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Scout grows up and extends her education outside of the classroom as the novel progresses. First, Scout sees the hypocrisy in life. Scout's teacher is upset because Atticus taught his daughter to read. The teacher cautions her against this, because he is not a teacher. Obviously, her father is an educated man, and the fact that Scout is ahead of the others should point to his effectiveness. But, Scout's teacher believes learning should take place only within the classroom.
Scout learns that her childish games were hurtful to Boo, and learns that it is important not to pass judgement on someone without knowing the facts or the person. She learns that justice is a concept that is not always carried out. The unfairness of life is apparent to her, when she learns that the color of ones skin causes one to have fewer rights.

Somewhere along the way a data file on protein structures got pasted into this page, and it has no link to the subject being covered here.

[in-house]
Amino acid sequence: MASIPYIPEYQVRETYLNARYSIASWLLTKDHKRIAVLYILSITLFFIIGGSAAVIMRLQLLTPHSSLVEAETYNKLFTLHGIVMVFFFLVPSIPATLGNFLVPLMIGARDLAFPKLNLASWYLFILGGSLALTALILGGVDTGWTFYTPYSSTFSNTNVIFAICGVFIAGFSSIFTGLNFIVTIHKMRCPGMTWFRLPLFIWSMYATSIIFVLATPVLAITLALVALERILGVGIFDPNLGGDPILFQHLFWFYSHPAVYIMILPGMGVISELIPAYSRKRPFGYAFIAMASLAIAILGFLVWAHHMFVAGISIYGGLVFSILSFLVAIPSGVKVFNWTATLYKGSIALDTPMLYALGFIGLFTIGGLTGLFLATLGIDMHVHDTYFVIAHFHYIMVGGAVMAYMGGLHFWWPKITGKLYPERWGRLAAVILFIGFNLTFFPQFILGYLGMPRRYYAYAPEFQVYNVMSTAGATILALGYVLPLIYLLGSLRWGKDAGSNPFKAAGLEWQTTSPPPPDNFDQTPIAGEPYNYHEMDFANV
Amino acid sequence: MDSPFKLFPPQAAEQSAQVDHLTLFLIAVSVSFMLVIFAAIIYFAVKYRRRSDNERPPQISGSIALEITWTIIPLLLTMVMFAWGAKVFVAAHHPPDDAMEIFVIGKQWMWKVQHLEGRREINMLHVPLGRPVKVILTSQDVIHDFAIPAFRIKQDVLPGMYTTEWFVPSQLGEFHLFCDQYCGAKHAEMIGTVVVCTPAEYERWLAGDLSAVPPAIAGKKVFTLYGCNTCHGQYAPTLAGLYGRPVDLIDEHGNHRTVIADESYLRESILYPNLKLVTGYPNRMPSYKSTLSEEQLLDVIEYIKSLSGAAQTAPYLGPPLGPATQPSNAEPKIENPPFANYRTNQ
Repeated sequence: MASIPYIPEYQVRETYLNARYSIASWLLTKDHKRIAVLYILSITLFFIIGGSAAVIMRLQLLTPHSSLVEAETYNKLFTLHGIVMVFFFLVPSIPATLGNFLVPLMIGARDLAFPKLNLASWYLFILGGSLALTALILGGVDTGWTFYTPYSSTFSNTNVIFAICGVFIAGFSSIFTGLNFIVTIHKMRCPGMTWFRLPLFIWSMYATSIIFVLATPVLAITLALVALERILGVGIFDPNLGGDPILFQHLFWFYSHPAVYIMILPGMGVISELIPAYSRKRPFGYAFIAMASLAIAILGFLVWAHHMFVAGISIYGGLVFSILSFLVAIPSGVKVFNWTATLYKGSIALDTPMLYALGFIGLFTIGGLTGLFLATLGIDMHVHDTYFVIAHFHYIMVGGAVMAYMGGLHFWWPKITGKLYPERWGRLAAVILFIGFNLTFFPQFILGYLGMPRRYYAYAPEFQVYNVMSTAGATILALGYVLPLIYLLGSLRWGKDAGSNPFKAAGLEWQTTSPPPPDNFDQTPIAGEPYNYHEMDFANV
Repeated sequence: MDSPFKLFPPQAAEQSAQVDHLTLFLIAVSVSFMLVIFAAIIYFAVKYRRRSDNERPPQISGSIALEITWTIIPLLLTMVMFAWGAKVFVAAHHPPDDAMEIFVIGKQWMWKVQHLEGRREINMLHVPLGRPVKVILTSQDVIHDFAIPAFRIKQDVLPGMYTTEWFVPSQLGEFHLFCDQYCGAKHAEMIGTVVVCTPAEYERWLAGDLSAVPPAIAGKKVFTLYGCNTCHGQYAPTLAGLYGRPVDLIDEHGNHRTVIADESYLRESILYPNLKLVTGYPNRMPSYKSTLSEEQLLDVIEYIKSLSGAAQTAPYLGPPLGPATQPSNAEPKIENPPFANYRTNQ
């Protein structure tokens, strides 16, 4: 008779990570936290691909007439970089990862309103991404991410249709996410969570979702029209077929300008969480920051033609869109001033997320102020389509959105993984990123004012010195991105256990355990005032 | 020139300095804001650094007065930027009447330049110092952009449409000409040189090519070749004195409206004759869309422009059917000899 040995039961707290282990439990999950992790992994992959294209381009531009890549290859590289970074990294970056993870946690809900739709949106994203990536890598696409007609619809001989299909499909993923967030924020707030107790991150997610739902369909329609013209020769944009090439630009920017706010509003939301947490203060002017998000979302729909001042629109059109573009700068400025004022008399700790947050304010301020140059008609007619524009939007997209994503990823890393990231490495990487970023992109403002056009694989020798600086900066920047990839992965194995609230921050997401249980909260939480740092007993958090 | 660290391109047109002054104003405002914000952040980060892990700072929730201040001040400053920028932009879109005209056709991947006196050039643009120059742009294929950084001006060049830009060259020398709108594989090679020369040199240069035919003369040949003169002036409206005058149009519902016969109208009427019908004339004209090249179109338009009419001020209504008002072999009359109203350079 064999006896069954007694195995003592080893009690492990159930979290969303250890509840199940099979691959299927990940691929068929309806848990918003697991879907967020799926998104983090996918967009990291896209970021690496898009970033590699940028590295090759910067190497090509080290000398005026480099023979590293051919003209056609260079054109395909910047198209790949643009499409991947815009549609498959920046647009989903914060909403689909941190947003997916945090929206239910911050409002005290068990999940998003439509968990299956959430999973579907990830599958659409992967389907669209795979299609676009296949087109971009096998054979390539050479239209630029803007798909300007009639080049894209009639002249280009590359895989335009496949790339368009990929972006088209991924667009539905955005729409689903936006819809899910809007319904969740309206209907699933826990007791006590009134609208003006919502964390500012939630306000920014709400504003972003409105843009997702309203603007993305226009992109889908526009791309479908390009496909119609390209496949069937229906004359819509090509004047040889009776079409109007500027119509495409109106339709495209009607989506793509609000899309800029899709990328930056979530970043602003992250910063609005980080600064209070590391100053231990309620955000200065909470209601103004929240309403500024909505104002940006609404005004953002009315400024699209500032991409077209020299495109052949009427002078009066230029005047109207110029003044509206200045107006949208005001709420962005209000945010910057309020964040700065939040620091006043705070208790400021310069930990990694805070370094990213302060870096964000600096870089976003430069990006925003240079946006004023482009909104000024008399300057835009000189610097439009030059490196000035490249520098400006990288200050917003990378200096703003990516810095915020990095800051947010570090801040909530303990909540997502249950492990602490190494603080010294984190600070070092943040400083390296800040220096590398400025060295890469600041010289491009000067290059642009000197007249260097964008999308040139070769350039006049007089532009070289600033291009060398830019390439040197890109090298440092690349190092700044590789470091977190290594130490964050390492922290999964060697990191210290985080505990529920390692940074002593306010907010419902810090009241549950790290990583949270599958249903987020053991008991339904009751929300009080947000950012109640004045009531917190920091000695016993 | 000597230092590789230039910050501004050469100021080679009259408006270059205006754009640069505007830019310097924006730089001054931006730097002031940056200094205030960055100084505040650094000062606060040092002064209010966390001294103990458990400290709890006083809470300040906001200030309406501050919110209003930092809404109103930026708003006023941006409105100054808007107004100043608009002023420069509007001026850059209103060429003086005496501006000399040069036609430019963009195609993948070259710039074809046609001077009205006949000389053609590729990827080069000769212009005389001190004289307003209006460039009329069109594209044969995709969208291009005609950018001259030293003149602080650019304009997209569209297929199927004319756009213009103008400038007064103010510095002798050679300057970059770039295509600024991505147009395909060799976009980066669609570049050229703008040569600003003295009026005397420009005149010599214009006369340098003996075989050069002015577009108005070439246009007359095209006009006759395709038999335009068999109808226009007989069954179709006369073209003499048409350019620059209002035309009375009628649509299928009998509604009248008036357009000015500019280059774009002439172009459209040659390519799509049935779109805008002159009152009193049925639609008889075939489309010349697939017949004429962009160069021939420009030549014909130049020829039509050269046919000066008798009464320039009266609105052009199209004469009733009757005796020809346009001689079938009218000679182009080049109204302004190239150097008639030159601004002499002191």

The outcome of the trial showed her the reality of this knowledge, but it also showed her the necessity of fighting the injustice of racial inequity. Scout learns to see her father as more than just her dad, but as a man of integrity. That much in life is not as it seems.
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